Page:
By Henry Lamb
© 2004

Picture this opening scene in a modern Western tragedy: Panning slowly across the southwestern New Mexico landscape, snow-capped mountains on the horizon, the Gila National Forest sprawling in the foreground, the camera begins to zoom in slowly on the ribbon of road that slices through the 147,000-acre Diamond Bar Ranch. A small cluster of horses comes into view. Two cowboys are leading-herding a few horses from one work center on the ranch to another, some 15 miles away.

The sounds of hooves and the forest, along with an occasional word between Dale Laney and his 14-year old son, Albert, are interrupted when a Forest Service law-enforcement vehicle bursts into the scene – blue lights flashing. Thus begins a modern drama that is being written daily by real-life characters fighting a range war that will either rein in federal power, or unleash that power to put an end to ranching in the West.

Forest Service law-enforcement officers demanded that the Laneys get off their horses and display a permit.

"A permit for what?" Dale asked.

Dale was told the road and the entire Diamond Bar Ranch had been closed by a Feb. 29 order from the Forest Service, and that he needed a permit to be on it.

Dale didn't have a permit. He had never needed a permit to move stock on a public road through his family's ranch. He told Albert to keep moving the horses.

Another Forest Service law-enforcement vehicle appeared, and then another, blue lights flashing, sirens wailing, bull-horns blasting, horses running in different directions – until the Laneys rounded them up and led them through a canyon to their destination.

According to Patrol Capt. Mike Reamer, 14 law-enforcement officers have been deployed to the Diamond Bar Ranch, armed with semi-automatic rifles, shotguns and sidearms.

Why did these officers feel the need to chase two cowboys on horseback with three law-enforcement vehicles?

Reamer said the officers were new to the area and didn't recognize the Laneys.

Why is the road closed in the first place?

Catron County Sheriff Cliff Snyder asked Forest Service official Steve Libby this question. He was told that the Forest Service was "concerned that outside people would come into the area and cause problems."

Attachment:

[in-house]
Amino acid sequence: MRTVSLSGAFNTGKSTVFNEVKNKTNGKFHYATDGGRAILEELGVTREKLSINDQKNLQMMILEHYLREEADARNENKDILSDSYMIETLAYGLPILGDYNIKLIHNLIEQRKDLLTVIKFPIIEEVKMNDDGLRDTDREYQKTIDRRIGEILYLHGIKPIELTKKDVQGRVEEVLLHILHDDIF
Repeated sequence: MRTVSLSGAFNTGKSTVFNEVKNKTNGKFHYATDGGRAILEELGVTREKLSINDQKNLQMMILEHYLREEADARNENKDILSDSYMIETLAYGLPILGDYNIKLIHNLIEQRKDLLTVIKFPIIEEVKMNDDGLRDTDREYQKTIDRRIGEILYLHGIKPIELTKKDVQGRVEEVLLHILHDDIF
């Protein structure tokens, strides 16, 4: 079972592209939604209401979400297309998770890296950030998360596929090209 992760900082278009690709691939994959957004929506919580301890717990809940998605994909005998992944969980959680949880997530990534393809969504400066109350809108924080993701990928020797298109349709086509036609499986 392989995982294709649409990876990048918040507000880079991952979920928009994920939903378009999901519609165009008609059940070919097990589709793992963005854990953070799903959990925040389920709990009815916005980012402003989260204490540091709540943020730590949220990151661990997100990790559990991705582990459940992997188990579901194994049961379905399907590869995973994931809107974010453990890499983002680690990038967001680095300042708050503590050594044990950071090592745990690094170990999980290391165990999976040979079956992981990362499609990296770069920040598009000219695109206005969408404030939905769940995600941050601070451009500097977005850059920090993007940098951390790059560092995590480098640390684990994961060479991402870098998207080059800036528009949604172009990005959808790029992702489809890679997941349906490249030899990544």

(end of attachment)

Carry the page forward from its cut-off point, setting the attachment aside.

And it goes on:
In a March 4 letter to District Ranger Annette Chavez, Snyder demanded written evidence of "any possible threats, hostile or adverse action of any kind to the Laneys, the Forest Service or any other citizen of Catron County."

The sheriff also said that he and the public at large are "beginning to believe that the law-enforcement officers' only reason for being in the area is for the purpose of harassing the Laneys."

The patrol captain told WorldNetDaily on Monday that there had been no evidence of outside agitators, nor any sign of interference from the Laneys, nor from any other local people.

There are about 400 head of cattle on the Diamond Bar Ranch and several horses used to tend the cattle. Kit Laney, owner of record, owns outright only 100 acres of the 147,000-acre ranch where the cattle graze. After the ranch was closed, Kit asked for a permit to go tend the livestock. The permit was denied. He is confined to the 100 acres he owns.

Four days after the closure, Kit attended a meeting of the New Mexico Livestock Board, which was discussing a Memorandum of Understanding between the Forest Service and the Livestock Board regarding the confiscation and sale of the Laneys' cattle. On the way home, he was followed by law-enforcement officers, and once home, he was issued a citation for traveling on federal land without a permit.

According to Kit, a law-enforcement officer approached young Albert Laney, a passenger in Kit's vehicle, pointed his finger at Albert and said, "I'm a law-enforcement officer, and we're going to get you, too."

The patrol captain denied that this event occurred. "It was not in the report," he said.

As of Tuesday, the area was still closed, and Forest Service contractors had confiscated 12 head of cattle and moved them to a holding corral at another location in Catron County.

Before the cattle can be sold, the New Mexico Livestock Board will have to certify that the cattle are, in fact, the property of the seller and are being sold with the approval of the owner. This is the function of the Livestock Board, also known as the "Brand Board."

Kit Laney is the owner of the cattle, and he certainly has not given anyone permission to confiscate and sell his cattle. The MOU with the Forest Service is supposed to relieve the Livestock Board from its legal responsibility and hold the Forest Service harmless for what Kit believes to be cattle rustling by the contractor, at the behest of the Forest Service.

The legality of the MOU is being challenged by a broad coalition of individuals and organizations, led by Paragon Foundation of Alamogordo, N.M., on the grounds that it was executed by the executive director of the Livestock Board without authorization by the board, that the action was taken in violation of the "open meetings" law, and on a variety of other thorny legal issues.

Michael White, president of New Mexico's 17,000-member Farm Bureau has urged the Livestock Board to adhere to state law and not bow to political pressure or to federal agencies.